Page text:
"It's surprising just how often common assumptions - by both researchers and the media - are wrong," said Howard S. Friedman, distinguished professor of psychology who led the 20-year study.

Friedman and Leslie R. Martin , a 1996 UCR alumna (Ph.D.) and staff researchers, have published those findings in "The Longevity Project: Surprising Discoveries for Health and Long Life from the Landmark Eight-Decade Study" (Hudson Street Press, March 2011).

Friedman and Martin examined, refined and supplemented data gathered by the late Stanford University psychology expert Louis Terman and subsequent scientists on more than 1,500 bright children who were about 10 years old when they were first studied in 1921. "Probably our most amazing finding was that personality characteristics and social relations from childhood can predict one's risk of dying decades later," Friedman concluded.

The Longevity Project, as the study became known, followed the children through their lives, collecting information that included family histories and relationships, teacher and parent ratings of personality, hobbies, pet ownership, job success, education levels, military service and numerous other details.........

Posted by: Janet      Read more         Source


March 10, 2011, 8:01 AM CT

Keeping an eye on H1N1

Keeping an eye on H1N1
An image of the H1N1 influenza virus taken in the CDC Influenza Laboratory.
Image courtesy of the Centers for Disease Control
In the fall of 1917, a new strain of influenza swirled around the globe. At first, it resembled a typical flu epidemic: Most deaths occurred among the elderly, while younger people recovered quickly. However, in the summer of 1918, a deadlier version of the same virus began spreading, with disastrous consequence. In total, the pandemic killed at least 50 million people - about 3 percent of the world's population at the time.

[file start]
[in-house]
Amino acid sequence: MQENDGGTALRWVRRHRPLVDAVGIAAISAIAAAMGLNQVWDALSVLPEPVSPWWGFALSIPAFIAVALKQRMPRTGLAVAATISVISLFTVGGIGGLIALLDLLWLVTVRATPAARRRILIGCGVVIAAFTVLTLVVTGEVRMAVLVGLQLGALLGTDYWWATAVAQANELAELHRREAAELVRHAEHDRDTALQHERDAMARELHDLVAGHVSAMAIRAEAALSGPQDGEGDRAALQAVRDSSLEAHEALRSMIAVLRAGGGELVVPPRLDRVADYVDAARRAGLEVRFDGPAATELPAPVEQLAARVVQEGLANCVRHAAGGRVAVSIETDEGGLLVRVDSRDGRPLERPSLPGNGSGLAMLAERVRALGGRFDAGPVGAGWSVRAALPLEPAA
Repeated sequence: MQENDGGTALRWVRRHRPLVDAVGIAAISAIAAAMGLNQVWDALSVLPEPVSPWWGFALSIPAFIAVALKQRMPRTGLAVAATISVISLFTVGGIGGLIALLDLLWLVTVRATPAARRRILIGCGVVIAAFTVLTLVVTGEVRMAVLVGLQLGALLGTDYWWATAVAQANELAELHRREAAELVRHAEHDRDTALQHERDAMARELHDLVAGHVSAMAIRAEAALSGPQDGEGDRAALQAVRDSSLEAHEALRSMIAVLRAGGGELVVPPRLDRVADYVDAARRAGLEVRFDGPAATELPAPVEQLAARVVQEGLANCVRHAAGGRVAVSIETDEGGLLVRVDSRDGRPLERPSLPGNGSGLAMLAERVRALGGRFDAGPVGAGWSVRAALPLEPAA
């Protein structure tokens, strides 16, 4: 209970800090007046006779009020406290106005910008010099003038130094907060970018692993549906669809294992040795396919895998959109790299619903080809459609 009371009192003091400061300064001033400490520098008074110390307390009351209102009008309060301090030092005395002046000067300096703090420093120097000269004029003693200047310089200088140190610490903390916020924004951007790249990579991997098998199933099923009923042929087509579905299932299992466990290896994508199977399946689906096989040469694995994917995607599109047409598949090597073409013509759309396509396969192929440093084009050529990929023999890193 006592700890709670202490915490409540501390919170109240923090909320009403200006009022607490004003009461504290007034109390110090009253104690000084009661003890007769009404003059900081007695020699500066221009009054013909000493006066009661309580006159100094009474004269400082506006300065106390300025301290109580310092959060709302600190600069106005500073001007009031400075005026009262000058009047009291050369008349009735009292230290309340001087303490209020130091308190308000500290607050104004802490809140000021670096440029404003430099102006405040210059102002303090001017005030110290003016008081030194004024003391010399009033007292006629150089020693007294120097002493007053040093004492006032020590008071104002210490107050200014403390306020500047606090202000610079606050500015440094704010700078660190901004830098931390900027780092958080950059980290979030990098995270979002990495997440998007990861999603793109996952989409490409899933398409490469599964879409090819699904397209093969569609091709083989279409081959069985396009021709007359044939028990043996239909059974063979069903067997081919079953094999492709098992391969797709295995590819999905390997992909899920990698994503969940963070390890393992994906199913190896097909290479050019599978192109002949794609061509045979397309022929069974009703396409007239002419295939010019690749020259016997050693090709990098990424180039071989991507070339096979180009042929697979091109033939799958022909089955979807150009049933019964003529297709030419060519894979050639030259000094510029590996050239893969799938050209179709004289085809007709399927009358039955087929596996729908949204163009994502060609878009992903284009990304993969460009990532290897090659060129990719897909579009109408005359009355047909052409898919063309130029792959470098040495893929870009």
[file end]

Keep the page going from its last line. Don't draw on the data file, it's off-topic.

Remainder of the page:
That two-wave pattern is typical of pandemic flu viruses, which is why a number of researchers worry that the 2009 H1N1 ("swine") flu virus might evolve into a deadlier form.

H1N1, first reported in March 2009 in Mexico, contains a mix of human, swine and avian flu genes, which prompted fears that it could prove deadlier than typical seasonal flu viruses. However, the death toll was much lower than initially feared, in large part because the virus turned out to be relatively inefficient at spreading from person to person.

In a newly released study from MIT, scientists have identified a single mutation in the H1N1 genetic makeup that would allow it to be much more easily transmitted between people. The finding, published in the March 2 edition of the journal Public Library of Science (PLoS) One, should give the World Health Organization, which tracks influenza evolution, something to watch out for, says Ram Sasisekharan, senior author of the paper.........

Posted by: Mark      Read more         Source


March 10, 2011, 7:58 AM CT

Brain has 3 layers of working memory

Brain has 3 layers of working memory
Scientists from Rice University and Georgia Institute of Technology have found support for the theory that the brain has three concentric layers of working memory where it stores readily available items. Memory scientists have long debated whether there are two or three layers and what the capacity and function of each layer is.

In a paper in the recent issue of the Journal of Cognitive Psychology, scientists observed that short-term memory is made up of three areas: a core focusing on one active item, a surrounding area holding at least three more active items, and a wider region containing passive items that have been tagged for later retrieval or "put on the back burner." But more importantly, they observed that the core region, called the focus of attention, has three roles -- not two as proposed by prior researchers. First, this core focus directs attention to the correct item, which is affected by predictability of input pattern. Then it retrieves the item and subsequently, when needed, updates it.

The researchers, Chandramallika Basak of Rice University and Paul Verhaeghen of Georgia Tech, used simple memory tasks involving colors and shapes on a computer screen to determine the three distinct layers of memory. They also determined the roles of attention focus by exploring the process of switching items in and out of the focus of attention.........